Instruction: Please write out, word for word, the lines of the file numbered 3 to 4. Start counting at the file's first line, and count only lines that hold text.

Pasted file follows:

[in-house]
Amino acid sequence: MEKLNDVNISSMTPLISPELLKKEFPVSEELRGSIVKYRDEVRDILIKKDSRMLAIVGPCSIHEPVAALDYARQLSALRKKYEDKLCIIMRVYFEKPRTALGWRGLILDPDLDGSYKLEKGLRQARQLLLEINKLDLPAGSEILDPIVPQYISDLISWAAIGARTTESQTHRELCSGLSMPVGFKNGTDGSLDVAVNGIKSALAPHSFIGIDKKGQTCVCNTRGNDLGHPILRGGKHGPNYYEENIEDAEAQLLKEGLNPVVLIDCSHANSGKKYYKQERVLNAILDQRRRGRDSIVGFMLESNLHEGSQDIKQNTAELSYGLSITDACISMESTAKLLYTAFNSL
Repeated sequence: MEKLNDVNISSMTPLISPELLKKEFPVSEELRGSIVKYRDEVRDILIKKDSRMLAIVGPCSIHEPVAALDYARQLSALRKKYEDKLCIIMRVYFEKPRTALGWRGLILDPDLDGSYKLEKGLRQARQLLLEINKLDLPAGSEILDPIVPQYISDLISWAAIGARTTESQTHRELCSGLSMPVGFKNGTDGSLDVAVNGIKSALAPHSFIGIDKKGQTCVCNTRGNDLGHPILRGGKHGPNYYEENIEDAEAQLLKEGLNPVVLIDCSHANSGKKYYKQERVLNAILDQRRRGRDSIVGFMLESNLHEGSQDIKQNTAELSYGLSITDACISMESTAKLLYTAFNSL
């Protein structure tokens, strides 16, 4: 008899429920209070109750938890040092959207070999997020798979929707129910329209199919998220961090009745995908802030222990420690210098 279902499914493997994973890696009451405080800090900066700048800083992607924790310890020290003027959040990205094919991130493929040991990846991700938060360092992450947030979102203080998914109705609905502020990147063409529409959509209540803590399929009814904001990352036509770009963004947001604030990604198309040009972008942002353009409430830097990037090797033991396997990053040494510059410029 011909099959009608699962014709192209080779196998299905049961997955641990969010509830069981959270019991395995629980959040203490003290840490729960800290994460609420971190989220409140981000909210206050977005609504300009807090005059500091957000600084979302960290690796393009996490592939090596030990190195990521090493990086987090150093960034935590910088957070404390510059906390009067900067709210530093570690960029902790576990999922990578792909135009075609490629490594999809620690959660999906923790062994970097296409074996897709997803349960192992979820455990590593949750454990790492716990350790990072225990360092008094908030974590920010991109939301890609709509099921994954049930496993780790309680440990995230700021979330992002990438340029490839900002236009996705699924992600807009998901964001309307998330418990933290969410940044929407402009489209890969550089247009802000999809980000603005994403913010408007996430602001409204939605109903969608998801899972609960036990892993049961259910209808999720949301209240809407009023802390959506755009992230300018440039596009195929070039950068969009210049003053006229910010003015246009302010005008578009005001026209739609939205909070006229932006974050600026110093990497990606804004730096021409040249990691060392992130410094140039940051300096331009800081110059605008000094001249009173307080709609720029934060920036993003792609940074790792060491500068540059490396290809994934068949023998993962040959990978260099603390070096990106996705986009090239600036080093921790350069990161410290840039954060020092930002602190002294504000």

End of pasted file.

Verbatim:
Repeated sequence: MEKLNDVNISSMTPLISPELLKKEFPVSEELRGSIVKYRDEVRDILIKKDSRMLAIVGPCSIHEPVAALDYARQLSALRKKYEDKLCIIMRVYFEKPRTALGWRGLILDPDLDGSYKLEKGLRQARQLLLEINKLDLPAGSEILDPIVPQYISDLISWAAIGARTTESQTHRELCSGLSMPVGFKNGTDGSLDVAVNGIKSALAPHSFIGIDKKGQTCVCNTRGNDLGHPILRGGKHGPNYYEENIEDAEAQLLKEGLNPVVLIDCSHANSGKKYYKQERVLNAILDQRRRGRDSIVGFMLESNLHEGSQDIKQNTAELSYGLSITDACISMESTAKLLYTAFNSL
């Protein structure tokens, strides 16, 4: 008899429920209070109750938890040092959207070999997020798979929707129910329209199919998220961090009745995908802030222990420690210098 279902499914493997994973890696009451405080800090900066700048800083992607924790310890020290003027959040990205094919991130493929040991990846991700938060360092992450947030979102203080998914109705609905502020990147063409529409959509209540803590399929009814904001990352036509770009963004947001604030990604198309040009972008942002353009409430830097990037090797033991396997990053040494510059410029 011909099959009608699962014709192209080779196998299905049961997955641990969010509830069981959270019991395995629980959040203490003290840490729960800290994460609420971190989220409140981000909210206050977005609504300009807090005059500091957000600084979302960290690796393009996490592939090596030990190195990521090493990086987090150093960034935590910088957070404390510059906390009067900067709210530093570690960029902790576990999922990578792909135009075609490629490594999809620690959660999906923790062994970097296409074996897709997803349960192992979820455990590593949750454990790492716990350790990072225990360092008094908030974590920010991109939301890609709509099921994954049930496993780790309680440990995230700021979330992002990438340029490839900002236009996705699924992600807009998901964001309307998330418990933290969410940044929407402009489209890969550089247009802000999809980000603005994403913010408007996430602001409204939605109903969608998801899972609960036990892993049961259910209808999720949301209240809407009023802390959506755009992230300018440039596009195929070039950068969009210049003053006229910010003015246009302010005008578009005001026209739609939205909070006229932006974050600026110093990497990606804004730096021409040249990691060392992130410094140039940051300096331009800081110059605008000094001249009173307080709609720029934060920036993003792609940074790792060491500068540059490396290809994934068949023998993962040959990978260099603390070096990106996705986009090239600036080093921790350069990161410290840039954060020092930002602190002294504000």